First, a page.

Maps tell a tale
Before we became Indiana, we were just weird colors on a map.
What Indiana looked like in the years preceding statehood. On the left, the 1809 version. Note, there is no Franklin County. Knox County, where Vincennes is located, was essentially managed by Gen. William Henry Harrison, who commanded the military in later years that defeated various Indian tribes and led to the formation of the state. Harrison later became president and died a month after being elected, catching the flu on his way to the inauguration.
Not a fun way to go out.The line that separates Dearborn from Clark County is the Greenville Treaty line, signed in 1795 by the federal government and various native tribes. By 1809, the treaty had been pretty much replaced by ... well, agreements. The native tribes were selling off the land, even though some of them weren't quite sure who actually owned it.
The green area on the left map is the so-called Twelve-Mile Treaty area, signed in 1809.Details, details.The areas in white were still generally considered native lands and would be absorbed by the Indiana Territory as the move toward statehood continued. Statehood would come in 1816 after the population reached sufficient levels (60,000 was the minimum.)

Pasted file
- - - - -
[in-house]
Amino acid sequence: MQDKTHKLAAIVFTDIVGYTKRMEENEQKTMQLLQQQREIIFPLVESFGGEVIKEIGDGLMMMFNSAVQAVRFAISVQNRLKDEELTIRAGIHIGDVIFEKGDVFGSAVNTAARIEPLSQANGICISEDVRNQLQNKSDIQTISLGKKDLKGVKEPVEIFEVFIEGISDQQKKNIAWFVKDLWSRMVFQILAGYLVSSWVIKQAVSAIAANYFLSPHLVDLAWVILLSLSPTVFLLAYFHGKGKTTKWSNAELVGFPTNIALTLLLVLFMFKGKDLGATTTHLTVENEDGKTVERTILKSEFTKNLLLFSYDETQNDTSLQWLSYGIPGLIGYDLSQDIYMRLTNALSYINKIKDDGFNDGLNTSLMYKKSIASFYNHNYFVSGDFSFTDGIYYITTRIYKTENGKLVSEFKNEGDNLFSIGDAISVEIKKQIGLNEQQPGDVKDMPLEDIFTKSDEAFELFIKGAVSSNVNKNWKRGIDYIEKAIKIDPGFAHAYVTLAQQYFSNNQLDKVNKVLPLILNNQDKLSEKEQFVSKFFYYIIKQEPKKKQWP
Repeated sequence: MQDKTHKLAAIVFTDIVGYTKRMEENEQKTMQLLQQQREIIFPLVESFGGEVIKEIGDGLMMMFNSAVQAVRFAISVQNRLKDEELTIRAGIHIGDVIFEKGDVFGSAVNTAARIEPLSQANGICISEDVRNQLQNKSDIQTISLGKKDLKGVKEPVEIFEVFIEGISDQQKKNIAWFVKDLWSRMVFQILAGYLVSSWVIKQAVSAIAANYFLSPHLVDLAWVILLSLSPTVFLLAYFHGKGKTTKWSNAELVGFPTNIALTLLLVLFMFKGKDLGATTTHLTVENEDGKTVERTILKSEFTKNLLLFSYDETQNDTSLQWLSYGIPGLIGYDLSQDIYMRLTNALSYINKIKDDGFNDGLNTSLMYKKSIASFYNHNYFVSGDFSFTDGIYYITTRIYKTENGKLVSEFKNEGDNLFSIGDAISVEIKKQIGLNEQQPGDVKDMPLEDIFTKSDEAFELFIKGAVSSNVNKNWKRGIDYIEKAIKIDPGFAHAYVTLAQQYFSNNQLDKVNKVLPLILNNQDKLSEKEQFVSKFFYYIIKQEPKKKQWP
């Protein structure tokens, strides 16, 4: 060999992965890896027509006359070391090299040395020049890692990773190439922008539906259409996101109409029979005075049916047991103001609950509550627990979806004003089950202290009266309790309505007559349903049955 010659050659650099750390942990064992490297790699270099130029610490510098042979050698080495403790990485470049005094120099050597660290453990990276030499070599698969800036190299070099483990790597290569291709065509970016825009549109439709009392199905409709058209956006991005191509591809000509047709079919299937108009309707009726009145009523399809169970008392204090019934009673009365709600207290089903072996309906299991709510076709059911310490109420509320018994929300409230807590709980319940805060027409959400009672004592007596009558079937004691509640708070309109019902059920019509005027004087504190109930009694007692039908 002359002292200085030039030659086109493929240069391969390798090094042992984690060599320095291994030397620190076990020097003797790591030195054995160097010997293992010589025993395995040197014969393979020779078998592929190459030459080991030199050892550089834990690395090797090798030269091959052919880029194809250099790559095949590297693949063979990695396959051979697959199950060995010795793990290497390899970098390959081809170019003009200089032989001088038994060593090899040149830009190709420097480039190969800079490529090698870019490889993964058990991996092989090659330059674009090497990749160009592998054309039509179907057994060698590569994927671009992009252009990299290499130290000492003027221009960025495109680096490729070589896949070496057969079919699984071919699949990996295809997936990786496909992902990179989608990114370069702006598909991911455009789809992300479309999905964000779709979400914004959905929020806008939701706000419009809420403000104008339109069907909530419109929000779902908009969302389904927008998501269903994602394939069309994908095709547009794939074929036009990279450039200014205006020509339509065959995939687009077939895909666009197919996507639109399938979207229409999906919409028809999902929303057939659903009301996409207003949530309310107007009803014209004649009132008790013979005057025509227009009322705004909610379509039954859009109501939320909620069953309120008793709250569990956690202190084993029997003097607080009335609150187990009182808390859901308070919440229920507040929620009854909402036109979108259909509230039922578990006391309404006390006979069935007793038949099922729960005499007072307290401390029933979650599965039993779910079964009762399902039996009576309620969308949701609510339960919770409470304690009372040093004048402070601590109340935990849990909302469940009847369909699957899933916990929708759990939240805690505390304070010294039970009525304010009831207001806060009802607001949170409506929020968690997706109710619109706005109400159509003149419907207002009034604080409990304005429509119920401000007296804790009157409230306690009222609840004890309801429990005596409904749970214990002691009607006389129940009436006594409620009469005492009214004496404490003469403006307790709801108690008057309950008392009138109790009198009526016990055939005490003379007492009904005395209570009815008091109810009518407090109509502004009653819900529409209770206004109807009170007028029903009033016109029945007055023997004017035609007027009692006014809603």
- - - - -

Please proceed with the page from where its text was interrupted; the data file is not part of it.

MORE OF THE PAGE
As populations shifted, new counties and townships were formed. On the right, we can see Franklin County, and various hash marks are important. One that splits Dearborn County is the final demarcation of the original Greenville Treaty Line. The original line lay just to the west of what became Fairfield.
Also note in the 1814 map, the two lines that cross through northern Franklin County, lines that sealed Fairfield's fate. The blocklines in that area of the map indicate what would become Fayette and Union counties, only a few years later. Those would doom Fairfield to the northern fringe of Franklin County and exclude it from consideration as the county seat, though it's been suggested that was never a serious conversation in the first place.
The blue line that divides Franklin County from Wayne County (Richmond) basically runs through what became Liberty in Union County.
Changes in the map were ongoing, depending on population shifts and political maneuvering that created fiefdoms as new counties were formed. Until 1825, Brookville, which did become the county seat, enjoyed enormous prosperity as the site of a federal land office -- and with that, the clout as a center of important government.
Bad things began to happen in the middle of the decade, when somebody (probably a race car fan) decided to create Indianapolis. The Cornfield with Lights became the state capital and life changed for the worse in SE Indiana after that.
Meanwhile, Fayette County opened for business, Indiana became a state, and somebody decided to cut another chunk out of Franklin County to make Union County.
After that, we all played basketball.